Hey proofreading? editing? What are those?

      Like 1
  4. Dean Z

    You’re only telling half the story. You mentioned Nader (everyone does), but you didn’t bother to say that the NTHSA tested the Corvair in July, 1972 and concluded, “The handling and stability performance of the 1960-1963 Corvair does not result in an abnormal potential for loss of control or rollover and it is at least as good as the performance of some contemporary vehicles, both foreign and domestic.” I’ve driven one since 2013. It rides and handles very well and is an absolute joy to drive. This one looks to be in good shape. Whoever winds up with it will not be disappointed.

    Like 4
  5. Johnmloghry Johnmloghry

    In 63 I was a junior in high school, a student drove a black monza spider convertible, that I admired from a distance. I was not in the money crowd and had to ride the bus, so I was quite jealous of the kids that had new cars to drive to school. That car was my favorite unti 64 when Ford brought out the newly designed Falcon Futura convertible which quickly became my favorite, until the Mustang arrived. Beautiful memories.
    God bless America

    Like 2
  6. emeltzMember

    I had a 63 Monza convertible that was in storage for years. A rodent nest in one of the heat exchangers eventually ignited and the car burned in my driveway. Now that car was unsafe at any speed, even parked!

    Like 0
  7. jeff

    dich the crappy rear axle that was prone to go toe in on bends and wheels would tuck under the car Ralph Nader was right on that narrowed 12 bolt will fix that old school 327 in back seat will cure the Exxox Valdeeze sized oil leakage issiue quit whienin start grindin

    Like 1
    • Joe

      Bah Humbug. We are talking about 100% Corvairs here – and I’ve driven a wicked 350 mid-engined Corvair. Late model Corvairs have fully independant and adjustable rear suspensions. Bring whatever you have and try to stay with me in my performance upgraded ’69 through some fast road curves. Ain’t gonna happen. Oil leaks? A proper engine build with Viton O-rings will stop that.

      Like 4
  8. Ralph

    The double flags on the decklid mean that this or once was a 102hp Corvair, the highest non-turbo engine option before the 110hp engine came out.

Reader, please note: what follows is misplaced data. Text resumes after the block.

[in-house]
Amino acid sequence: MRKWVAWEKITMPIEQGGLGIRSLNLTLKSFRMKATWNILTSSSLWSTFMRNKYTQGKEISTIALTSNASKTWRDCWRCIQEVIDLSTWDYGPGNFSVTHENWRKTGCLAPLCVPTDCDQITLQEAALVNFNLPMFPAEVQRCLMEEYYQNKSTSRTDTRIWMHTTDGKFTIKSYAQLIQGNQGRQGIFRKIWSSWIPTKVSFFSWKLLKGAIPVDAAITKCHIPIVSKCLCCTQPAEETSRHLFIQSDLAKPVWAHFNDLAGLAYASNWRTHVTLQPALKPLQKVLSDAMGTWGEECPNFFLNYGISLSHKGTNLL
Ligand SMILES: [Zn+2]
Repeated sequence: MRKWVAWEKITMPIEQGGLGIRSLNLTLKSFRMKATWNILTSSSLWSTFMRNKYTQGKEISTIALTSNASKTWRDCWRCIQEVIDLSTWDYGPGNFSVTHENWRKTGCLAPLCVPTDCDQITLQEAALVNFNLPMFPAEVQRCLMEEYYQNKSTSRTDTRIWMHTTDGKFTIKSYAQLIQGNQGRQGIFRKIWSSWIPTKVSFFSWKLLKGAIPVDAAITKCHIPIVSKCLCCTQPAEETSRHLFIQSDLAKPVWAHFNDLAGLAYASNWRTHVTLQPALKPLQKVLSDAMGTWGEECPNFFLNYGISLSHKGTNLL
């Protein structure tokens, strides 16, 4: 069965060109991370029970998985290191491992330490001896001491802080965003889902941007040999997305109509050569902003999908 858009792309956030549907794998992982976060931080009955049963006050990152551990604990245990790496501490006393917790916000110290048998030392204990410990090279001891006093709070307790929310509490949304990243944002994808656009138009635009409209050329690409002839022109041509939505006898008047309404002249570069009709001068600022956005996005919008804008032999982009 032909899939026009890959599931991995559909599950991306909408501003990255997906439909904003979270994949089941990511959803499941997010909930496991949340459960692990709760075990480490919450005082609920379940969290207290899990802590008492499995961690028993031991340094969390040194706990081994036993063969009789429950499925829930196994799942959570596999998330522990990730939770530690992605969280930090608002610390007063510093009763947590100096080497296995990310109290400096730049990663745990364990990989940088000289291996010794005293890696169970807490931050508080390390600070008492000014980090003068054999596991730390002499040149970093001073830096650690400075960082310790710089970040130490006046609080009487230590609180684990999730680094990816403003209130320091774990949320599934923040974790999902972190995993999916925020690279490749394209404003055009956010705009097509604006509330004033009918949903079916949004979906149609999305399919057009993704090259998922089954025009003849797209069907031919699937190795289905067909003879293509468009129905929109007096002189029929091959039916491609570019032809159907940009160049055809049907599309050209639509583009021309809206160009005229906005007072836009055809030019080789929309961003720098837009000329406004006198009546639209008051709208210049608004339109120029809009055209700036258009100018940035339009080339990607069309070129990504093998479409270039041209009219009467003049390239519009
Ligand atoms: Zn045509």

Nice little car, looks good, the manual is a great bonus.

    Like 2
  9. bobhess bobhessMember

    My mother owned two of the first generation cars, both automatics, and I bought a ’65 with all the goodies and all three cars went years without any problems and the ’65 was the terror of the local clubs and SCCA autocrossing for years. I was amazed at the power the automatics had verses what everyone says about them. They were quick enough to handle freeway traffic with no problems. Note.. I did get the 4 speed in my ’65. And one of these days I’m going to tell the story of the 180hp Covair engined ’69 VW panel van….

    Like 1
  10. JOHNMember

    I love reading Corvair “stories” they are among the most amusing of virtually any marque out there. Everything from flipping over at random to the engines falling out. I have owned 6, currently finishing up my mid-engine 350 conversion! And yes, the late models (65-69) had a fairly sophisticated 4 wheel fully independent suspension. Fun cars. I’m looking at a 66 convertible to add to the collection.

    Like 0
  11. Bob McK

    I would question the mileage on this car. The interior and exterior are in terrible condition. I bet it has at least 155K on it. If the top is covered with rust, what is underneath?

    Like 0
  12. TimM

    I had a chance to buy one of these in the 80’s and I didn’t pull the trigger on it!! It was a convertible I can’t remember what year it was but it was a cool looking car!!

    Like 0
  13. Doug B

    Ralph Nader had a huge issue alright. His brain.

    Like 0
  14. Del

    Ralph gets bad press. He wanted corporations to behave.

    Does not matter since GM has left for Mexico apparently.

    Like 1